The software for conditional access applications such as the intelligent electronic programme guide 39 are installed permanently within non-volatile memory, e.g. the ROM 25, of the decoder 3, but variable information such as new access codes and TV programme scheduling details is updated regularly via signals received from the dish antenna 4. Demodulated signals from the demodulator 13 are input to the transport demultiplexer 15 which examines the data to decide where it should be sent. From time to time significant changes may be made to conditional access codes or to the manner in which the intelligent electronic programme guide (IEPG) 39 displays programme information. Also, programmes for additional applications, say an interactive shopping or banking service for example, are also supplied via the satellite for the decoder. Such application data is routed by the transporter 15 directly to the appropriate areas 40 of the store.
Operating data 43 is supplied on a substantially continuous basis in every channel. The operating data 43 includes conditional access data 44 associated with a channel and/or programmes therein which enables the conditional access controller 16 to determine whether or not access should be allowed to a particular programme by descrambling the data therefor. Additionally, operating data relating to interactive services is transmitted in dedicated interactive service channels which carry control and information data for use by the hardware and software of the processor 23 and the associated memory devices 25 to 27. Thus, the operating data 43 depicted in
The transport/demultiplexer 15 is arranged to supply the operating data 43 to the processor 23. The data is acted upon by the operating system 35, the conditional access and/or other operating software. The processor 23 responds to the data by sending appropriate commands or information to other units within the system. Control data is also transferred between the processor 23 and such units as the demultiplexer 15, the video and audio decompressors 18, 19, the remote control receiver 29 and the high-speed data interface 30 via respective drivers 48 to 52.
The combined hardware and software of the decoder 3 enables the data in received channels to be decoded for display of viewer selected programmes and customer services. The scrambling is controlled on a continuous basis and the decoder can be updated with new descrambling codes as and when required. Data for interactive services is supplied and updated substantially continuously and programmes relating to newly selected interactive services are downloaded into the decoder.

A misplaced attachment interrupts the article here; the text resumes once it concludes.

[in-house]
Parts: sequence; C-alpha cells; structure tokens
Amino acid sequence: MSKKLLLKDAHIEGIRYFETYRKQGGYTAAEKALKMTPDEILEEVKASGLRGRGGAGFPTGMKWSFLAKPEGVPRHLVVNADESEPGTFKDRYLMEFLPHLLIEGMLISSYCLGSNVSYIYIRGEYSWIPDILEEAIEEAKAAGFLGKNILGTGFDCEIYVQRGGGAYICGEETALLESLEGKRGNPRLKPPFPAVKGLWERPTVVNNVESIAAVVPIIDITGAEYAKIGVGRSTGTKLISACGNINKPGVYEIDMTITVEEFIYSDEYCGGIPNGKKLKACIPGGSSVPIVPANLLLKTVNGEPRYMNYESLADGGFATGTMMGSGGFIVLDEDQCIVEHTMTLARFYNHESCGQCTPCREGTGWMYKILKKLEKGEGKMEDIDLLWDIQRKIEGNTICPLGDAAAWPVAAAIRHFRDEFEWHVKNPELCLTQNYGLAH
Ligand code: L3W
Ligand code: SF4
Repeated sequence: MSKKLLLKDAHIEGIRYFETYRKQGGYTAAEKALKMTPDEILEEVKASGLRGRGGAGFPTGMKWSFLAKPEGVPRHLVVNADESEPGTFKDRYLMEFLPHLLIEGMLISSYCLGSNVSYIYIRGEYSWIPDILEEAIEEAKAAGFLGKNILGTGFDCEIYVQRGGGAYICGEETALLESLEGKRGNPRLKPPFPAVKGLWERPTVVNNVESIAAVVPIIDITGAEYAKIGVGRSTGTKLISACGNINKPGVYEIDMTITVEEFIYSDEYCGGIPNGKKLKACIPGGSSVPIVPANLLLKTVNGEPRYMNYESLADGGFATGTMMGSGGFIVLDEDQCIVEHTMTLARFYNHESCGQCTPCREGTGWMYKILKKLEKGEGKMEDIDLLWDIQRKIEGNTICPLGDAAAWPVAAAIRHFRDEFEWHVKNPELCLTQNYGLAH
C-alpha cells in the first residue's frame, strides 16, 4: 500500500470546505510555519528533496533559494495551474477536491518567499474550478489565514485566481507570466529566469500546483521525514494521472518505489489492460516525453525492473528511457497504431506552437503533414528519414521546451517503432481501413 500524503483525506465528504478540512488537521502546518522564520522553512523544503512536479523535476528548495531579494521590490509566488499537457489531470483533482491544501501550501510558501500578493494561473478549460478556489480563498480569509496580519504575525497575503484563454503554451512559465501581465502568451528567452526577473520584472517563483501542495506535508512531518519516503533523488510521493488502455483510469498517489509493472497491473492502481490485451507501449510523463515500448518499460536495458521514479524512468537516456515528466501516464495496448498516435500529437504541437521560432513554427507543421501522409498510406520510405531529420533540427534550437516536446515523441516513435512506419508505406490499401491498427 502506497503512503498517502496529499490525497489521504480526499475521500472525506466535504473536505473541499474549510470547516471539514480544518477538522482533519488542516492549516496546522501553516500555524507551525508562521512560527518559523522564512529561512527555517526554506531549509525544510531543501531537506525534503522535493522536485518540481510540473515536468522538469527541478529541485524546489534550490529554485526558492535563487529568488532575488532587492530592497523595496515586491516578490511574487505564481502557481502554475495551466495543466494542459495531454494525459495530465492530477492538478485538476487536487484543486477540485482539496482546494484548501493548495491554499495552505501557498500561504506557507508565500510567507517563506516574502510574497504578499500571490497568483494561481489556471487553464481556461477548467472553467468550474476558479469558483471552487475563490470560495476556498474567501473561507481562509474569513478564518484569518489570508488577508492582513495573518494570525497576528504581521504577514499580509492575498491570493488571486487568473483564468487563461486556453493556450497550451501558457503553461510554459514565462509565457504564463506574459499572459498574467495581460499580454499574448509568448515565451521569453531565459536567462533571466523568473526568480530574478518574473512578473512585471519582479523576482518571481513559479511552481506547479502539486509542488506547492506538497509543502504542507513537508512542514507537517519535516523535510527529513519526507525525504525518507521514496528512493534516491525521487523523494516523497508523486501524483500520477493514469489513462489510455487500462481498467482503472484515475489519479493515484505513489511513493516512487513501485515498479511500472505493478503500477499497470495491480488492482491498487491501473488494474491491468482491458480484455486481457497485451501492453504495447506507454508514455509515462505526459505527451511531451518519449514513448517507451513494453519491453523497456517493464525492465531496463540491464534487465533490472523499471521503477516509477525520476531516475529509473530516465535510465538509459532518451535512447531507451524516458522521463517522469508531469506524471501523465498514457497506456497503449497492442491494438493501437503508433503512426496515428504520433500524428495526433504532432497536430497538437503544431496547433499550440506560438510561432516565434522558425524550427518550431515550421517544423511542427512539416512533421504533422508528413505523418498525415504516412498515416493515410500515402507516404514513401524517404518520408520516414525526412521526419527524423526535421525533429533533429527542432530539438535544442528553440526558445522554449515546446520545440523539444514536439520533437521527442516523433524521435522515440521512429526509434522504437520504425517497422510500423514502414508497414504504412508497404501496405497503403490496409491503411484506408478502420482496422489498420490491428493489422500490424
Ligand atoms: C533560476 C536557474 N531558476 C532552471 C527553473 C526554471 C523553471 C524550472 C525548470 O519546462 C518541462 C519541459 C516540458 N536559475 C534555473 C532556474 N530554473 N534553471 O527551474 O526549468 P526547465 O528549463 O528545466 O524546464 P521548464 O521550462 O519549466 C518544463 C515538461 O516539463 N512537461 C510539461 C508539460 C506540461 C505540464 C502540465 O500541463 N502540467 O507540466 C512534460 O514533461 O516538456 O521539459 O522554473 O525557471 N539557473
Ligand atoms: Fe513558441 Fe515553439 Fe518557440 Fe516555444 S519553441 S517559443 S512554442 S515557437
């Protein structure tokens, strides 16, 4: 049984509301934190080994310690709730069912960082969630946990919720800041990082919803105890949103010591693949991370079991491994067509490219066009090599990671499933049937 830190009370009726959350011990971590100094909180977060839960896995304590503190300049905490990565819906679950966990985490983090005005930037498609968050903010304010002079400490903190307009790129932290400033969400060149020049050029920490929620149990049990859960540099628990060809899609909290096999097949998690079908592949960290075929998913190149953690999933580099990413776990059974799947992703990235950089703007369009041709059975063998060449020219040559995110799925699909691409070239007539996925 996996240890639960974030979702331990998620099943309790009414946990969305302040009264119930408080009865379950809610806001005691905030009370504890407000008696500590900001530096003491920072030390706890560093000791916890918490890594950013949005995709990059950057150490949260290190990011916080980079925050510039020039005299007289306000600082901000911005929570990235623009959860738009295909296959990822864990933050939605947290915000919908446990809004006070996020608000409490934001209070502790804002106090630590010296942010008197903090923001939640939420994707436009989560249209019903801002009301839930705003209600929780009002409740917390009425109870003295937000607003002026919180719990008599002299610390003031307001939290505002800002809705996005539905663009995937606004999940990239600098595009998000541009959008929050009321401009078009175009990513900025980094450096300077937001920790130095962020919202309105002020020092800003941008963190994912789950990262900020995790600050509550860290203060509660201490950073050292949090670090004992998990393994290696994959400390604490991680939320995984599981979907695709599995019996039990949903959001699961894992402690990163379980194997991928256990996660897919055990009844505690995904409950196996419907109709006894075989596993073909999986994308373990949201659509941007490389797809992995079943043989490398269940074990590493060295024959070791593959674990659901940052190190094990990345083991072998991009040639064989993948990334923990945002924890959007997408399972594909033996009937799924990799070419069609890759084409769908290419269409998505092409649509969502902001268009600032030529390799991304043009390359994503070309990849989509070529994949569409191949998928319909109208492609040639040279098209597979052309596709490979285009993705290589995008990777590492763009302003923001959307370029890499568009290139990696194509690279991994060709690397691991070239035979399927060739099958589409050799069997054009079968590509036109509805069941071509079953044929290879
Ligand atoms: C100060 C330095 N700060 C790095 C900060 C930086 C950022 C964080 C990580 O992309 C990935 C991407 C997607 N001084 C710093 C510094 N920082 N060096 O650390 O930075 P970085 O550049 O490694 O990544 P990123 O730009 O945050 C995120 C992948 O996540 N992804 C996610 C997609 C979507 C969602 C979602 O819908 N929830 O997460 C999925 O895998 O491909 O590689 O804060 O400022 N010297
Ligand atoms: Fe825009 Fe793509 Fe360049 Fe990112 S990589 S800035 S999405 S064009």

Operation of the decoder 3 in receiving and decoding data representing television programmes and data defining scheduling and other information related to the programmes is described in detail in our International (PCT) patent application published as WO 96/37996, aforementioned. Operation of the decoder 3 in providing interactive services is described in our International (PCT) application published as WO 97/23997, aforementioned.
Within the Digital Video Broadcasting (DVB) standards for digital TV transmission there exists a standard for the transmission of schedule information such that it can be decoded and presented correctly to subscribers in the form of an Electronic Programme Guide (EPG).
This DVB standard is known generally as the SI standard and can be found in the specification: ETS 300 468, ETSI Digital Broadcasting Systems for Television, Sound and Data Services; Specification for Service Information (SI) in Digital Video Broadcasting (DVB) Systems 2nd edition. Guidelines for using the specification are given in ETSI ETR 211—DVB SI Guidelines.
In order to allow broadcasters to utilise any proprietary features of their EPGs the SI standard includes a methodology for extending the format of the service information (SI) stream by the inclusion of private data tables and descriptors.
The above-described decoder 3 is, of course, designed to support the mandatory parts of the SI specification. We have, however, extended considerably certain aspects of the standard as is allowed by the standard. The extended standard will be referred to herein as the XSI specification. Among other things, the XSI includes the following additional features:
These additional features unique to the XSI specification, will be described in detail in the following.
In order to save bandwidth on the transmission medium and memory in the receiver text is compressed. A compression algorithm resident in the decoder 3 uses “dictionaries” which are received from the transmission medium and held in memory, e.g. the RAM 26. The dictionaries may be regarded as look-up tables in which portions of text are stored against table addresses in the form of compressed text strings. Thus, instead of transmitting full text over the transmission medium it is only necessary to transmit the compressed text strings, thereby reducing the bandwidth requirement for the transmission of text over the transmission medium.
An example of a compressed text string 60 is shown in